On November 29, 2016, the Marin County Open Space District (MCOSD) announced that they had made the decision to open the single-track, Bob Middagh Trail in the Alto Bowl Preserve, to use by mountain bikers. This decision was made by MCOSD staff, without the approval of the Board of Supervisors, without the undertaking of any investigation or analysis as required by the California Environmental Quality Act ("CEQA"), and in contradiction to the procedural requirements of the County's own Trails Plan.
In response and after a thorough investigation of all the facts and circumstances, on May 26, 2017, Community Venture Partners filed a Petition for Writ of Mandate, contesting the legitimacy of that decision.
For the full background on this story please see CVP files Petition for Writ of Mandate v MCOSD.
After six months of difficulty working to coordinate with the Office of the Marin County Counsel, CVP attorney Michael Graf filed his Opening Brief & Statement of Issues, on Friday, January 26, 2018. That document describes and brings arguments regarding four significant questions:
- Whether the District committed to a course of action thereby triggering CEQA review when it approved the Project on November 29, 2016?
- Whether the District complied with CEQA when it purported to "tier" its Project approval to the District’s 2014 Road and Trail Management Plan EIR in May 2017?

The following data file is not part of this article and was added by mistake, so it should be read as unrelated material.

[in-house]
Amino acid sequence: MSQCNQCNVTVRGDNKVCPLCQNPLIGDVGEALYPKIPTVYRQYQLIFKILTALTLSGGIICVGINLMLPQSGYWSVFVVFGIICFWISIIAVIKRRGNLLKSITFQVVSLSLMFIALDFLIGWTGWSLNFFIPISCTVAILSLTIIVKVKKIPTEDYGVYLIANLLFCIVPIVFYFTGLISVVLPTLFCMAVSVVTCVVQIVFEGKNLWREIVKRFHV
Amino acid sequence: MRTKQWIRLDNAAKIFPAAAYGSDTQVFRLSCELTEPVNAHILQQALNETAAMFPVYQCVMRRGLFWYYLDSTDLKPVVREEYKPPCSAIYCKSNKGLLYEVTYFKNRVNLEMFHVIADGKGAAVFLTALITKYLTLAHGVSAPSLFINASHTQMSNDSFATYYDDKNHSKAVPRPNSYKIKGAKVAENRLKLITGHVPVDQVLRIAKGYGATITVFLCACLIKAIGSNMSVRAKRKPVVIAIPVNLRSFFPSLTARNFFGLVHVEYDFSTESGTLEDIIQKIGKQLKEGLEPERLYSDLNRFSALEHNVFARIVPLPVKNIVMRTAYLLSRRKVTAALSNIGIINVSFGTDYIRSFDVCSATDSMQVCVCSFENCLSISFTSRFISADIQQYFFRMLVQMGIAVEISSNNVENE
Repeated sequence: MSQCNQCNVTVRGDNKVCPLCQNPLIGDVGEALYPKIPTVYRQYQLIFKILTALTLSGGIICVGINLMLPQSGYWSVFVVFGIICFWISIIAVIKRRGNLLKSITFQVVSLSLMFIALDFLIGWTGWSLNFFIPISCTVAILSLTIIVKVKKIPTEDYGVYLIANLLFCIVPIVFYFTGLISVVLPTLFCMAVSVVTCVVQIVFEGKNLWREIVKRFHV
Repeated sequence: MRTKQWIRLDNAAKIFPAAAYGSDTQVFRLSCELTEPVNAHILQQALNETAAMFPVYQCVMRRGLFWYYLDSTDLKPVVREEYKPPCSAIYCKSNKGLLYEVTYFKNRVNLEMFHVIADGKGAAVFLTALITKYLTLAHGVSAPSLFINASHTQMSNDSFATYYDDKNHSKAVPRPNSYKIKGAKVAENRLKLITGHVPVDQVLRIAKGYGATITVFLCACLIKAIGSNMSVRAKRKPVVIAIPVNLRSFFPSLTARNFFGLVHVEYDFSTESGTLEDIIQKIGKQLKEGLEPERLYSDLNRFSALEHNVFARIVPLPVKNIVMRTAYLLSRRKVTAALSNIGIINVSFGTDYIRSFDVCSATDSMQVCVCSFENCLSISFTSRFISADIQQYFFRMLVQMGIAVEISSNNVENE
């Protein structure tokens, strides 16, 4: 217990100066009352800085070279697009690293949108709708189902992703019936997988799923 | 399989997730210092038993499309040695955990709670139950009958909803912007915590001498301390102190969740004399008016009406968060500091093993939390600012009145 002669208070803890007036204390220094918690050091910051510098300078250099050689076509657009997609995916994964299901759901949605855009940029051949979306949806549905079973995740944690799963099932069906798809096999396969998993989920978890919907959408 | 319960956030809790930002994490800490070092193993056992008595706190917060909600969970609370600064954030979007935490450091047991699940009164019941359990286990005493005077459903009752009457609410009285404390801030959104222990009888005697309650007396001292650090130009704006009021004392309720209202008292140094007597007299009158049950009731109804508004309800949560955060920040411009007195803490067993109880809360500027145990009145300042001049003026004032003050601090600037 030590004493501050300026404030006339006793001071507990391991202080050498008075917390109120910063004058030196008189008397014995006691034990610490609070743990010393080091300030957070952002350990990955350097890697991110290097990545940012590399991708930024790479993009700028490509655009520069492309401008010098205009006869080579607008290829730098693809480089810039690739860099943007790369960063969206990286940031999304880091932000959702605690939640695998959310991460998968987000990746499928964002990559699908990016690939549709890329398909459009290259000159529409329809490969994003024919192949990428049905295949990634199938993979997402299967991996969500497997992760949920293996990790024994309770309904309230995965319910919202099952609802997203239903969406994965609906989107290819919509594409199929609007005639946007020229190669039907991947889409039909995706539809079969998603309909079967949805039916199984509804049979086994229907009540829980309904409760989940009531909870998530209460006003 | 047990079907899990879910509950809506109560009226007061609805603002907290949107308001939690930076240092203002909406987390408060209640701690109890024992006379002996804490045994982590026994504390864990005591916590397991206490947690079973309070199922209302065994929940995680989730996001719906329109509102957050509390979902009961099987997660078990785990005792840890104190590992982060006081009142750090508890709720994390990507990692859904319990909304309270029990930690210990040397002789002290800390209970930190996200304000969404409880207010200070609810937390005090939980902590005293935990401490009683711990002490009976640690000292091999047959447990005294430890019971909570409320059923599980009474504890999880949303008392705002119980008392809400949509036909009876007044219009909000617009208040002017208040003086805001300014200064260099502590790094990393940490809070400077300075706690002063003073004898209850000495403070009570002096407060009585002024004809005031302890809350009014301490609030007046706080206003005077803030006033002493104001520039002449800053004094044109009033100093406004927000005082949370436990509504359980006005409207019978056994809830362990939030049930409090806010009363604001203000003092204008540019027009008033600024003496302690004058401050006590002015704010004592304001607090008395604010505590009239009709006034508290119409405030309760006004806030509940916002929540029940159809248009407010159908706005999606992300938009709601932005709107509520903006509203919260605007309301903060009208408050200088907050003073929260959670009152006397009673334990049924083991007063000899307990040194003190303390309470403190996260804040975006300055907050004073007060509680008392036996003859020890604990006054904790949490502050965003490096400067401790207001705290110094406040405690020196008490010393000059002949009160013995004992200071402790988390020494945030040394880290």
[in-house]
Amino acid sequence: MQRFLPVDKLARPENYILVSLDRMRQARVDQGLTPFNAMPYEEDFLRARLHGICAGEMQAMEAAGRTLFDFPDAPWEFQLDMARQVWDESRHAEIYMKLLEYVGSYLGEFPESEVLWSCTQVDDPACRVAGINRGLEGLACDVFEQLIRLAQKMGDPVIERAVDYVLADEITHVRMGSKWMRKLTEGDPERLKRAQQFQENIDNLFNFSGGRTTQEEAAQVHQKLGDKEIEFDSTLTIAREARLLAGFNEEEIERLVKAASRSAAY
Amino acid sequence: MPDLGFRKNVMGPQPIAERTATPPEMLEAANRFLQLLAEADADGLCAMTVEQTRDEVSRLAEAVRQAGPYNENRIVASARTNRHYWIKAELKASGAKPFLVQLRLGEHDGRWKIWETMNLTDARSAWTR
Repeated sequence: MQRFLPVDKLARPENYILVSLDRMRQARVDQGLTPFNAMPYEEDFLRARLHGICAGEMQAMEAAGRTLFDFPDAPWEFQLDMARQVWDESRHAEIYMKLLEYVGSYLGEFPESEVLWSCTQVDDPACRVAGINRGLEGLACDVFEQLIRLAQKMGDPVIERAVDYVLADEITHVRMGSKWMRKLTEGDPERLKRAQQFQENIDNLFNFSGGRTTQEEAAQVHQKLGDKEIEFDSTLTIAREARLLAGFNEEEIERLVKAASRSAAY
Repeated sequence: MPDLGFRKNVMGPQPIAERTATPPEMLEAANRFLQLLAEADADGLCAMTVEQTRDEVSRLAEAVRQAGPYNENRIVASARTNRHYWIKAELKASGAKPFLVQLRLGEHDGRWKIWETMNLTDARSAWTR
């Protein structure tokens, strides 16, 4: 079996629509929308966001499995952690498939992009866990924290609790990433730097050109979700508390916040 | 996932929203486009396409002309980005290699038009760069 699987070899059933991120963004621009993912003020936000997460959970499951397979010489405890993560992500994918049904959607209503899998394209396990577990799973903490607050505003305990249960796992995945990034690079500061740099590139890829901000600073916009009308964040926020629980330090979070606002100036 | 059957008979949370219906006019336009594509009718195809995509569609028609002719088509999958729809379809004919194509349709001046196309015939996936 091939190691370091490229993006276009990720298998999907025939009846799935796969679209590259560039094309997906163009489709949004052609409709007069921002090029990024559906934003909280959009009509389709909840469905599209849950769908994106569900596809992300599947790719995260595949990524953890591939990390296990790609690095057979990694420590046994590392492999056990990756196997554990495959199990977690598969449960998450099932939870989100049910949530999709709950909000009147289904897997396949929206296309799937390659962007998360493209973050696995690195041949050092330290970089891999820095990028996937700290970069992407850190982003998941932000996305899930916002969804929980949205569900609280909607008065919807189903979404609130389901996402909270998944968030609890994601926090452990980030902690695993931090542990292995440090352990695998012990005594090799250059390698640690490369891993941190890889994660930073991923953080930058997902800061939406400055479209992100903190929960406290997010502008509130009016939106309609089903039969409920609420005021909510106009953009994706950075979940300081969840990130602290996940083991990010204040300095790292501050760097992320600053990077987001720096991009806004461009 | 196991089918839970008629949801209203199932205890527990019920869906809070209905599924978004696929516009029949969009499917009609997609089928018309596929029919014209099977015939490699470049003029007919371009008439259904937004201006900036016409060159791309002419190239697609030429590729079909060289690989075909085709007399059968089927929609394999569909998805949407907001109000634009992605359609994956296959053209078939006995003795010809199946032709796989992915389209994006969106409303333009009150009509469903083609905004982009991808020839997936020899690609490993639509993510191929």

- Whether the impact of introducing bikes to the Alto Bowl Preserve and Bob Middagh Trail on existing users of the Trail and Preserve is a CEQA impact that must be analyzed?
- Whether the District violated its Road and Trail Management Plan when it failed to consider any submitted project proposals not involving adding bikes to the Trail and Preserve?
The Open Space District violated CEQA:
- The District approved the Project allowing biking in the Alto Bowl Preserve prior to undergoing any CEQA review whatsoever.
- The District’s May 11, 2017 re-approval violates CEQA’s tiering provisions, e.g., The Trails Plan EIR never addressed the impacts of a major change of existing users and the District did not consider user conflict impacts.
- The Establishment of a connector bike route through the Alto Bowl Preserve along the Middagh Trail has the potential for significant adverse Impacts on existing pedestrian and equestrian users due to changes in the environment, caused by the introduction of biking, none of which were analyzed or considered.
- The Lack of CEQA Review has created an unaccountable process.
The Open Space District's project selection process violates its own Road & Trail Management Plan
- Beyond failing to undertake any CEQA review, the District did not even follow its own Trail Plan procedures in deciding what kind of ‘project’ to propose for the Alto Bowl Preserve, including the Middagh Trail. In particular, the District only scored and considered a proposed project from a single biking organization, meanwhile rejecting without consideration all proposals from local citizens groups to rehabilitate and improve the condition of the trails, in the Alto Bowl Preserve, despite the fact that each proposal qualified as a legitimate project submission under the Trail Plan.
The petitioner, CVP, is requesting that the court set aside the District's approval for the Project (to allow mountain biking on the Bob Middagh Trail in the Alto Bowl Preserve) until such time as the District has complied fully with the Trails Plan and the requirements under CEQA. We pray that the Court will carefully consider the facts and existing case law, and see the justice in our argument.
A court date to hear this case is presently set for March 16, 2018.